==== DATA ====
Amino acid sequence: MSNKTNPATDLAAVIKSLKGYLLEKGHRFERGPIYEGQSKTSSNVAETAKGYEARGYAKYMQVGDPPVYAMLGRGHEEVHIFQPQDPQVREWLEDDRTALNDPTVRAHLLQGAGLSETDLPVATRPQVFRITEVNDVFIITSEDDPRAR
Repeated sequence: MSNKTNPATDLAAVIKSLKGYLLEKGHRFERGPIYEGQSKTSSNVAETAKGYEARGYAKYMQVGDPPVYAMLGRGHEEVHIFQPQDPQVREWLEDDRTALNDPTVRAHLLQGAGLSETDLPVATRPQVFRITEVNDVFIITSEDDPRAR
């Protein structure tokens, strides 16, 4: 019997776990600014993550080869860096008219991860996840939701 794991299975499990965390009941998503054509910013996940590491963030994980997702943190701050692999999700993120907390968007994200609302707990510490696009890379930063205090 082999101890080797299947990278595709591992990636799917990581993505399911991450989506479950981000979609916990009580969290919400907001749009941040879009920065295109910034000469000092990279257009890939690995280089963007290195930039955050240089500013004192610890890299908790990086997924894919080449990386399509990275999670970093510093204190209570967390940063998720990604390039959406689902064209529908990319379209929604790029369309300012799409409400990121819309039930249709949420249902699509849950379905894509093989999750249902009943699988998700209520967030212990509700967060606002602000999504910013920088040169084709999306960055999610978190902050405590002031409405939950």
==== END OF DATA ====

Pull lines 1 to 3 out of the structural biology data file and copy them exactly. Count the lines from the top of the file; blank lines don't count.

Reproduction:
Amino acid sequence: MSNKTNPATDLAAVIKSLKGYLLEKGHRFERGPIYEGQSKTSSNVAETAKGYEARGYAKYMQVGDPPVYAMLGRGHEEVHIFQPQDPQVREWLEDDRTALNDPTVRAHLLQGAGLSETDLPVATRPQVFRITEVNDVFIITSEDDPRAR
Repeated sequence: MSNKTNPATDLAAVIKSLKGYLLEKGHRFERGPIYEGQSKTSSNVAETAKGYEARGYAKYMQVGDPPVYAMLGRGHEEVHIFQPQDPQVREWLEDDRTALNDPTVRAHLLQGAGLSETDLPVATRPQVFRITEVNDVFIITSEDDPRAR
């Protein structure tokens, strides 16, 4: 019997776990600014993550080869860096008219991860996840939701 794991299975499990965390009941998503054509910013996940590491963030994980997702943190701050692999999700993120907390968007994200609302707990510490696009890379930063205090 082999101890080797299947990278595709591992990636799917990581993505399911991450989506479950981000979609916990009580969290919400907001749009941040879009920065295109910034000469000092990279257009890939690995280089963007290195930039955050240089500013004192610890890299908790990086997924894919080449990386399509990275999670970093510093204190209570967390940063998720990604390039959406689902064209529908990319379209929604790029369309300012799409409400990121819309039930249709949420249902699509849950379905894509093989999750249902009943699988998700209520967030212990509700967060606002602000999504910013920088040169084709999306960055999610978190902050405590002031409405939950």